WASHINGTON — President Obama is considering all options to create jobs, including another stimulus package, while trying to pull the economy out of a deep recession and deal with a record deficit, White House advisers said Sunday.
With more than half of the $787 billion recovery package yet to be spent, Obama aides said the administration is not ready to commit to additional measures.
"Everything is on the table," senior adviser Valerie Jarrett said.
"You've got this huge national deficit and we've got to do what we can to bring that down. At the same time, it's important to stimulate the economy," Jarrett said. "Let's wait and see. Let's let the recovery bill do its job."
Unemployment stands at 9.8 percent, with more than 4 million jobs lost this year. The deficit has reached $1.4 trillion, and the national debt $11.9 trillion.
Adviser David Axelrod cited progress on reviving the economy, with expectations for growth in the third quarter this year. But he warned that the government should not make the mistake of ending its recovery initiatives too early at the risk of sending the economy back into recession.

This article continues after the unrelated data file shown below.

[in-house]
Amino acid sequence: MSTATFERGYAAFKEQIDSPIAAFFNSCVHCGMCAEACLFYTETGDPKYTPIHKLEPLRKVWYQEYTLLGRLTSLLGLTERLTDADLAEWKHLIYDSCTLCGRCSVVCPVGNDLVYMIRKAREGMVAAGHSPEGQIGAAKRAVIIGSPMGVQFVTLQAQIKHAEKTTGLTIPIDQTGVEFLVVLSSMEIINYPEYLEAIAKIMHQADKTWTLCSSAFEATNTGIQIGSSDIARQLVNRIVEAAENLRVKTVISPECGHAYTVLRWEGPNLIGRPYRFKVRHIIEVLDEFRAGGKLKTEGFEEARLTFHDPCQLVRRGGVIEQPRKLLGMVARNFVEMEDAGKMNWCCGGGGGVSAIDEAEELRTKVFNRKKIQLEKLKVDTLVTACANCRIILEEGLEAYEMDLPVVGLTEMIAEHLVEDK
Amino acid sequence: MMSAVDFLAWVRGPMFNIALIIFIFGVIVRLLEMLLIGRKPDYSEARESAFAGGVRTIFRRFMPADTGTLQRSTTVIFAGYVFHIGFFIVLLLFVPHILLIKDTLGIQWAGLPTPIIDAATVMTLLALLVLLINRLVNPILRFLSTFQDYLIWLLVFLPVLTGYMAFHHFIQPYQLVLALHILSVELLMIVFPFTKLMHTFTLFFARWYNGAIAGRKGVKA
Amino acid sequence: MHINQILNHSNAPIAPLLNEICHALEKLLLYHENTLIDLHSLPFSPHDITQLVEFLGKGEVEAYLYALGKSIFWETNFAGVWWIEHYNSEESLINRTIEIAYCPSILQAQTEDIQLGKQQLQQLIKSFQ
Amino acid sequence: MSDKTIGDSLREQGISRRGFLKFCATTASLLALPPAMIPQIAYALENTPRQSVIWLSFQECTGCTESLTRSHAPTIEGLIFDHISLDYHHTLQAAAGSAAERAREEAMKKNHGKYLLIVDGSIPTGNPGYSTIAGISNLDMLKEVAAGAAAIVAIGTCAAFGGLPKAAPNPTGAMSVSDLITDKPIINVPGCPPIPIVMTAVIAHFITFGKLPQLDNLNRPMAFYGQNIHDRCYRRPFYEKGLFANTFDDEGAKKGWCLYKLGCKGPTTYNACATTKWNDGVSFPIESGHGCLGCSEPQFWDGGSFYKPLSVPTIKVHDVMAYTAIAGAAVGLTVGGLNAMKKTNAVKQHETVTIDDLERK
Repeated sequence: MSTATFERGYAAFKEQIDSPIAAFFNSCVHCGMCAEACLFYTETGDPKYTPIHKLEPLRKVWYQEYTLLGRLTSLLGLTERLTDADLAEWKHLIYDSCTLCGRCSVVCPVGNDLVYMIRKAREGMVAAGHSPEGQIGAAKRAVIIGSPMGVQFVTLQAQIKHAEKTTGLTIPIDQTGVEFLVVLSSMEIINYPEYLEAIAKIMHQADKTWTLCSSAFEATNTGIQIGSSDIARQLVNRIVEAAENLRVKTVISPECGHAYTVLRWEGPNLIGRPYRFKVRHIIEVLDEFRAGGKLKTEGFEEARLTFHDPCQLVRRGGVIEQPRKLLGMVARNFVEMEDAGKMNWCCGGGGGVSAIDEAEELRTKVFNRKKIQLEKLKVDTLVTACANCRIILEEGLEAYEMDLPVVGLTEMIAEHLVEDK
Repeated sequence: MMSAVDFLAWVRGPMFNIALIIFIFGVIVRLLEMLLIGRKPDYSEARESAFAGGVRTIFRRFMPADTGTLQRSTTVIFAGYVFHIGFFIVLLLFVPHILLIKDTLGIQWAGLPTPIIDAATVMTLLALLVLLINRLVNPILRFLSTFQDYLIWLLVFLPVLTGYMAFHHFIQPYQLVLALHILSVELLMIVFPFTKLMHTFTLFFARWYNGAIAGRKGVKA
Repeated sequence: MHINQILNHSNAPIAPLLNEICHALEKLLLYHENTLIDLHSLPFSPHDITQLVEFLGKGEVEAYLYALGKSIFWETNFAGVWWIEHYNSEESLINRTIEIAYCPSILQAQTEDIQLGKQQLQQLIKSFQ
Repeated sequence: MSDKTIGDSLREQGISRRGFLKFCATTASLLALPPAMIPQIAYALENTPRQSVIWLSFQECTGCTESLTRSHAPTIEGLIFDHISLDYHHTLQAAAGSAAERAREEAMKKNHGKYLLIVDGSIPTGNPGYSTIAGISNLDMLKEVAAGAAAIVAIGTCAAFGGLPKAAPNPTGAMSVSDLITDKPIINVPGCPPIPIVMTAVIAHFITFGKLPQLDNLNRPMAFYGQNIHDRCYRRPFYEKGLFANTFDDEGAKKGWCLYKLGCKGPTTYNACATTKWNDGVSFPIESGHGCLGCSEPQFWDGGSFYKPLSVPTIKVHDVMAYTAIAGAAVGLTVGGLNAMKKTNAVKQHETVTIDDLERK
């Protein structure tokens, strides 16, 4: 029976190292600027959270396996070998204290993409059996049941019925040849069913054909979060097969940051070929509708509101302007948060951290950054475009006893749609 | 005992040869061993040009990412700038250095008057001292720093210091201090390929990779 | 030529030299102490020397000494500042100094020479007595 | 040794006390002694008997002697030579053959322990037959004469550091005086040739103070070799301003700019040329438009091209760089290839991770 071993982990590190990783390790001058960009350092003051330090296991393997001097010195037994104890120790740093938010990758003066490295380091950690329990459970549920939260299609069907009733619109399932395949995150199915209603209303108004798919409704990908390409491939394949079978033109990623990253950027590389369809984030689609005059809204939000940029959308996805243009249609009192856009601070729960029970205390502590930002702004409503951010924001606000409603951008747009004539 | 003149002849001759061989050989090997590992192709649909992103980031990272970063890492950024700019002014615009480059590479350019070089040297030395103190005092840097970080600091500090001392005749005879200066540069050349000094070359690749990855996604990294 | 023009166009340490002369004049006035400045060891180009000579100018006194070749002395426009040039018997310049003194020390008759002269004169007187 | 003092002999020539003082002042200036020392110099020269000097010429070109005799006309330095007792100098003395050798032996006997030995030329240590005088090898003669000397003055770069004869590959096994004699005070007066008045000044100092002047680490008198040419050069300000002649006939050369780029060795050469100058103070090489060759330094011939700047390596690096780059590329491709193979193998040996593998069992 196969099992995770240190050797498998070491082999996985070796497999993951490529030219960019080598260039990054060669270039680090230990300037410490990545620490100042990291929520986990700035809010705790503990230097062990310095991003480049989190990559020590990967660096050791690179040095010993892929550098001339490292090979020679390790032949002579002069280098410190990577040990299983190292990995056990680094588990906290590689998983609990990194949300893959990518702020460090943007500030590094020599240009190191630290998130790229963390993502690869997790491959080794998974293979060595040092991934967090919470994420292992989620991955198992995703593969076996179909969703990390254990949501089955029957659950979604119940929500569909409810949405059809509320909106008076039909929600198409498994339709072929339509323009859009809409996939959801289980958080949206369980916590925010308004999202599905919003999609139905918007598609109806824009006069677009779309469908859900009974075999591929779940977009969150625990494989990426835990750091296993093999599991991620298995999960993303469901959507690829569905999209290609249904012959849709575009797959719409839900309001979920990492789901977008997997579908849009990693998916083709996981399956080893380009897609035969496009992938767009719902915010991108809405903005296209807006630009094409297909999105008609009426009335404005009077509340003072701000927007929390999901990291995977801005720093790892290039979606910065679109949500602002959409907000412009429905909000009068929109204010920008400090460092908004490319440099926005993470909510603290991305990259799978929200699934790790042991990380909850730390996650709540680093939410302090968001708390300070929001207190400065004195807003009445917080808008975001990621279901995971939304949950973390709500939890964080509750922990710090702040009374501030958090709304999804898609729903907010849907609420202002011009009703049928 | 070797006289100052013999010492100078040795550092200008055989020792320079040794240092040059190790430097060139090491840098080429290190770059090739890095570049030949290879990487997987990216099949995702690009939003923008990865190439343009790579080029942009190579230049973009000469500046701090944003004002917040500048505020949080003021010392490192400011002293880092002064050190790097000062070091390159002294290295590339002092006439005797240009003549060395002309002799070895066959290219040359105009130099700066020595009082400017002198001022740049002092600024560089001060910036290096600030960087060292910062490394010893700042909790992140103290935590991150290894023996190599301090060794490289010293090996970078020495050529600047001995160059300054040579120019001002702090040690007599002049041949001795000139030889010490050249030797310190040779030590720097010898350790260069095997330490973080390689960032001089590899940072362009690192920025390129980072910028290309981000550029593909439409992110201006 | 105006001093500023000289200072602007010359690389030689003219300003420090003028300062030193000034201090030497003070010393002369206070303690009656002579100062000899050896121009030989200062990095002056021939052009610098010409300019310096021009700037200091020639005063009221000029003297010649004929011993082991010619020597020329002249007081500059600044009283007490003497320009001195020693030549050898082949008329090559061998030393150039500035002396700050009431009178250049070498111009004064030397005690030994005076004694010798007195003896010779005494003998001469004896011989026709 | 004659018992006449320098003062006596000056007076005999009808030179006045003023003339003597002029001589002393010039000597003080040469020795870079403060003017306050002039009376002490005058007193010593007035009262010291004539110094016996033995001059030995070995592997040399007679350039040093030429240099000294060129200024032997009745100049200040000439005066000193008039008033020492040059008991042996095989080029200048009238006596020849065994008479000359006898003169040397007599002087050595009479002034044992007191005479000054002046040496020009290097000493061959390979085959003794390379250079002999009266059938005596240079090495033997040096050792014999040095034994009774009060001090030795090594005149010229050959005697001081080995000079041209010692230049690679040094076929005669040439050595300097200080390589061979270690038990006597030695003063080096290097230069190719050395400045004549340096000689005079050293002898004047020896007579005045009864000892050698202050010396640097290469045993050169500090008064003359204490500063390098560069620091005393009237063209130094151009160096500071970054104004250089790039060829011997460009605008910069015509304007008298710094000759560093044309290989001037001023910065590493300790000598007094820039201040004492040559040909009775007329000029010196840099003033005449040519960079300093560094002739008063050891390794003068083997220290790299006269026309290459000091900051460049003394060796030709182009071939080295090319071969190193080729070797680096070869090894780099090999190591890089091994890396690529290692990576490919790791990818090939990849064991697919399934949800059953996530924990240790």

"That doesn't mean that we don't look to the mid- and long-term for deficit reduction," Axelrod said. "We have a stimulus program in place, an economic recovery program in place, that is not even 50 percent through. We have to see that through. And we'll see what other measures we need to take."
In appearances on the Sunday news programs, the advisers criticized those Wall Street firms that are paying huge amounts in compensation and benefits after accepting taxpayer assistance. Goldman Sachs, for example, has said it has set aside $16.7 billion for compensation so far this year, more than $500,000 per employee. Citigroup is paying $5.3 billion in bonuses to its employees, and Bank of America $3.3 billion.